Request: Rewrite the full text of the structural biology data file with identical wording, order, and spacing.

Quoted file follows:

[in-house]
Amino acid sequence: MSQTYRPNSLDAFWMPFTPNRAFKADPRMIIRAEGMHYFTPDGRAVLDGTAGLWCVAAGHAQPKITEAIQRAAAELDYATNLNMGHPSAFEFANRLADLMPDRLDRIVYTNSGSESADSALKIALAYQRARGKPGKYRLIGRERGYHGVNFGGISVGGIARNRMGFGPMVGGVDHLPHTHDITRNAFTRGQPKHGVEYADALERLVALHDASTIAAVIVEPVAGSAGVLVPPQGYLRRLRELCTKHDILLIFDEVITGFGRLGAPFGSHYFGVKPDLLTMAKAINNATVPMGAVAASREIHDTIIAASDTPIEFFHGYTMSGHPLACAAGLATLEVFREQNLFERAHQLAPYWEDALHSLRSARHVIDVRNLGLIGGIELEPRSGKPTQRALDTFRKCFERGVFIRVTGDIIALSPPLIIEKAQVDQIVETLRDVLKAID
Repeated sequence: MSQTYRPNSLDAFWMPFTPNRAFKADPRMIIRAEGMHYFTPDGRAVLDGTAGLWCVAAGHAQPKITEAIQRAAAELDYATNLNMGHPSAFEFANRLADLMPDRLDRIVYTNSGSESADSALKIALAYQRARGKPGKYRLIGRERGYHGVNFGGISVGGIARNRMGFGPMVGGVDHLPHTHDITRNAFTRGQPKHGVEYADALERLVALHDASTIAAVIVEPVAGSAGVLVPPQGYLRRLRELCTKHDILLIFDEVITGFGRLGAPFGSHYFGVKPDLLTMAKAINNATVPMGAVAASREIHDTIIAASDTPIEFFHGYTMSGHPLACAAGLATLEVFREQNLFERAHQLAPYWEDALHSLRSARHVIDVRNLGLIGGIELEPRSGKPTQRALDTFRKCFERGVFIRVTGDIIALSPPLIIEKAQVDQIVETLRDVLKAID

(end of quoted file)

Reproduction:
[in-house]
Amino acid sequence: MSQTYRPNSLDAFWMPFTPNRAFKADPRMIIRAEGMHYFTPDGRAVLDGTAGLWCVAAGHAQPKITEAIQRAAAELDYATNLNMGHPSAFEFANRLADLMPDRLDRIVYTNSGSESADSALKIALAYQRARGKPGKYRLIGRERGYHGVNFGGISVGGIARNRMGFGPMVGGVDHLPHTHDITRNAFTRGQPKHGVEYADALERLVALHDASTIAAVIVEPVAGSAGVLVPPQGYLRRLRELCTKHDILLIFDEVITGFGRLGAPFGSHYFGVKPDLLTMAKAINNATVPMGAVAASREIHDTIIAASDTPIEFFHGYTMSGHPLACAAGLATLEVFREQNLFERAHQLAPYWEDALHSLRSARHVIDVRNLGLIGGIELEPRSGKPTQRALDTFRKCFERGVFIRVTGDIIALSPPLIIEKAQVDQIVETLRDVLKAID
Repeated sequence: MSQTYRPNSLDAFWMPFTPNRAFKADPRMIIRAEGMHYFTPDGRAVLDGTAGLWCVAAGHAQPKITEAIQRAAAELDYATNLNMGHPSAFEFANRLADLMPDRLDRIVYTNSGSESADSALKIALAYQRARGKPGKYRLIGRERGYHGVNFGGISVGGIARNRMGFGPMVGGVDHLPHTHDITRNAFTRGQPKHGVEYADALERLVALHDASTIAAVIVEPVAGSAGVLVPPQGYLRRLRELCTKHDILLIFDEVITGFGRLGAPFGSHYFGVKPDLLTMAKAINNATVPMGAVAASREIHDTIIAASDTPIEFFHGYTMSGHPLACAAGLATLEVFREQNLFERAHQLAPYWEDALHSLRSARHVIDVRNLGLIGGIELEPRSGKPTQRALDTFRKCFERGVFIRVTGDIIALSPPLIIEKAQVDQIVETLRDVLKAID